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Gammarus, Strange Culture, Auction with Live Foods...

> Our local live food supplier has two sizes of Gammarus. The large size > is about as big as a pencil eraser. And the dwarf type is a little > smaller than adult brine shrimp. Has anybody had any luck raising > > these. I was thinking of a plastic shirt box and feeding them either > > lettuce or water sprite. The starter culture contains about 30 of the > small ones or 12 large ones. How prolific are these little critters > and are they easy to raise?
> Regards,
> Norm in Somers, WI

	Good Afternoon Norm!

	I have had small gammarus blooms after bringing in "wonder bulbs" -
usually Aponogeton hybrids - from a whole saler. They did very well on
the Aponogeton leaves until some Epilatys lamottei were introduced to
the tank. The larger gammarus are even available from some bait dealers!

	Oxygen is useful in their culture.
	Lettuce, some more than others, is pretty thin fare for a lot of fish
and food cultures. The water sprite will be appreciate, as would most
aquarium plant trimmings. (Actually I would have a better use for water

	Try left over pea shells too. I feed a lot of cooked peas - the
insides, crushed or broken to size - to a variety of livebearers,
cichlids, rainbows, and even killies (Fundulopanchax, Rivulus, natives,
Aplo. spilauchen...) A few extra veggies from the table (non-buttered
please) such as green beans might also be cheerfully accepted. Probably
any vegetable fed to fish could be fed to gammarous. I would try tree
leaves if I knew they were non-toxic. Interestingly some leaves are
supposed to be poisonous, although I can't remember which ones.

	Others on this list can undoubtedly add veggie items and leaves they
have fed to cultures and fishes...

> Subject: Strange culture
>         Hmmmm, this IS strange. I got the culture from a fellow hobbyist from a
> local fish club. At any rate, the fish really likes it and they are really easy
> to grow. I dumped some of them in my unused pond and they just grew ever since.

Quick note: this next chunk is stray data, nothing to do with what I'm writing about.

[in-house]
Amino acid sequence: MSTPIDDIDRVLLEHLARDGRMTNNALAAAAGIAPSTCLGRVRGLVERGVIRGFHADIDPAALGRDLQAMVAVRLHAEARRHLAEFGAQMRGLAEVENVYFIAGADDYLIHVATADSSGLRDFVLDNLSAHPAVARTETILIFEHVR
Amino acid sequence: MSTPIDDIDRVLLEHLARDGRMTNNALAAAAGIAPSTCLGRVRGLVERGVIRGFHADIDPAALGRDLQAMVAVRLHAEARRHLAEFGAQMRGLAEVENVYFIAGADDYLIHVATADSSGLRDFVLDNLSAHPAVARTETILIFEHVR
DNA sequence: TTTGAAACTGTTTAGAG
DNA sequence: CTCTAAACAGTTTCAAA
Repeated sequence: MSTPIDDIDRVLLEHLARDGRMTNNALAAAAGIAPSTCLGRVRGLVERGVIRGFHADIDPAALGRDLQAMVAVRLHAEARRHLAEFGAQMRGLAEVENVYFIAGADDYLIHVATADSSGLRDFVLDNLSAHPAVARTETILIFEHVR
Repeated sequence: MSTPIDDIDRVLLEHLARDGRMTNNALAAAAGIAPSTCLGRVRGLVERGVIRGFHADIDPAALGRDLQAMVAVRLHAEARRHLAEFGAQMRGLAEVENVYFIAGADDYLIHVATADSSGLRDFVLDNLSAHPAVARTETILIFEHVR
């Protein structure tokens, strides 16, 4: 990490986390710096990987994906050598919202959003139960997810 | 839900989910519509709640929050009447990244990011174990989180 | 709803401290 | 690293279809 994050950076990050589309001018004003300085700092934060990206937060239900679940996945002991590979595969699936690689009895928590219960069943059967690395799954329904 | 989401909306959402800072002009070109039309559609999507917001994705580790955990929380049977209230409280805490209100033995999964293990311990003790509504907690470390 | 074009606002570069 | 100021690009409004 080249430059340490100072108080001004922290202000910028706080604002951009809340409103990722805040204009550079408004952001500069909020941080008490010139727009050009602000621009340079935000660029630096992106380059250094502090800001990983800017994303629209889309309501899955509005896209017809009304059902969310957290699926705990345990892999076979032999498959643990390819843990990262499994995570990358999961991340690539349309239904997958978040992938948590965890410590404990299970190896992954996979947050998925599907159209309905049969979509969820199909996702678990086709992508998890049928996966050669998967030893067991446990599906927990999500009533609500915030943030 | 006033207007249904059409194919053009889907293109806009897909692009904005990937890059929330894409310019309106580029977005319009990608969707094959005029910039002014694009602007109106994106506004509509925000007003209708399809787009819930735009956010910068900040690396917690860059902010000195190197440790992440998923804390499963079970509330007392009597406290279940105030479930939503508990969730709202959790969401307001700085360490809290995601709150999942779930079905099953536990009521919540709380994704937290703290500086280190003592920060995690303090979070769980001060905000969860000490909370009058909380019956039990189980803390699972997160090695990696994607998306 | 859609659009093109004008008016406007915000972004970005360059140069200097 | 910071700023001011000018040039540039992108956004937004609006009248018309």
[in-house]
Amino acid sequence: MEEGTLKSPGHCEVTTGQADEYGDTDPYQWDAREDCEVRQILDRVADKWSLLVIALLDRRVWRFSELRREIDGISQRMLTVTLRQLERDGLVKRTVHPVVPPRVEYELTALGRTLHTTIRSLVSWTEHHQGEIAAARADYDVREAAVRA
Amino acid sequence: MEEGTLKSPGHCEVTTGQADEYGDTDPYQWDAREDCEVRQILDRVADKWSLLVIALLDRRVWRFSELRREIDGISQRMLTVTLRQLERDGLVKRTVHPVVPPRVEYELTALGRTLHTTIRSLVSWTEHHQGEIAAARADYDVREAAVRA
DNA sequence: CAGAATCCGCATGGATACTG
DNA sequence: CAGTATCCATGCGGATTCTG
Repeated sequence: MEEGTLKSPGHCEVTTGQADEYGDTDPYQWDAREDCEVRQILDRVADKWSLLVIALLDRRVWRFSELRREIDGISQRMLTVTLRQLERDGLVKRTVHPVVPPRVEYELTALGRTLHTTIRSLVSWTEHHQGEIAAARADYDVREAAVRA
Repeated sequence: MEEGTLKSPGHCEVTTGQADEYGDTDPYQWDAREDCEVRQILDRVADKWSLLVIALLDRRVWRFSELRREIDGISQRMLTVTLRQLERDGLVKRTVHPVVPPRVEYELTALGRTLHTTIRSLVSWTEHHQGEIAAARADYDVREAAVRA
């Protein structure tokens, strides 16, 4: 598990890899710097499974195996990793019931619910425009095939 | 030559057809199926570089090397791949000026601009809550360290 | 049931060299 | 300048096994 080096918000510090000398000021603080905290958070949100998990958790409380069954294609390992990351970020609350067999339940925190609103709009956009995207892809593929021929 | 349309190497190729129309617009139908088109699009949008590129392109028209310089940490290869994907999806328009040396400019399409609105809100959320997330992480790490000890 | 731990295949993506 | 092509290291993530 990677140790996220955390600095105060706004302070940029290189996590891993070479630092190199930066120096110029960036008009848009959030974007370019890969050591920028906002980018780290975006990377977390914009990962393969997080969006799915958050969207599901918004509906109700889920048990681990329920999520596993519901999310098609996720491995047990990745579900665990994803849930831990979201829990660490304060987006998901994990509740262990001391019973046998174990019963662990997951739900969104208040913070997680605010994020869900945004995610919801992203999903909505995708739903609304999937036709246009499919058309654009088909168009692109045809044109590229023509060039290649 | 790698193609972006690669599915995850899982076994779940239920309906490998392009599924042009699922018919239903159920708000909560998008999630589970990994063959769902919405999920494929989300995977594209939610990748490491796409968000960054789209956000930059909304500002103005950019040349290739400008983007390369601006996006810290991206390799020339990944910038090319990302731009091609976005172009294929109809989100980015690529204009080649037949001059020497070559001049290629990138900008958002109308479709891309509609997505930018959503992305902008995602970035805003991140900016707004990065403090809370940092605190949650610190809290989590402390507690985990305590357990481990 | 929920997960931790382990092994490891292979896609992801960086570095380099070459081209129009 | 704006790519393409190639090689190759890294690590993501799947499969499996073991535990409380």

> If anyone would like some culture, I can probably mail you some.

Hey Rice!

	Check back with that hobbyist if you can. Maybe he can ID them. If not
try to get ahold of Charles Masters Encyclopedia of Live Foods (your
aquarium society may have a copy). Other good sources might include
Jocker's 1972 volume on Live Foods for the Aquarium and Terrarium (TFH)
or Needham et al's Laboratory Culture of Invertibrate Animals (Dover
about 1962). Less useful might be the Baensch Atlas vol. 1.

	A surprising number of times one of those books can be found through a
public library system. If you live in an urban area or your library is
hooked up to a regional or state wide network, you can use their
computer listing to find one of those books and then bring it in on
interlibrary loan.

	Again it would interesting what books other list readers have found

	Although it is primarilly a killifish show, this next weekend, March
29-30, there is a show being put on by the Chicago Killifish Association
at the Schiller Park Days Inn, on Mannehim Road a couple of miles south
of O'Hare field. There will be lots of talk and presentations on
collecting and keeping killies on Saturday and an auction on Sunday.
Quite a number of food cultures find their to the Sunday auction. If you
are looking for some or have something to sell and you are in the
neightborhood, drop by.

	In all honesty food cultures only sell for 50 cents to $8.00 depending
upon the culture and who wants them, so you are not going to get
independantly wealthy peddling microworms, but it is a nice time and the
noon auction is only about three hours long. I for my part will bring in
some Daphnia (pulex?) starters for those who want to get going this
spring with a culture. I expect a a 50-50 auction return which will pay
a few tolls on the interstate, but it is fun to see people get a new
live foods culture.

			All the best!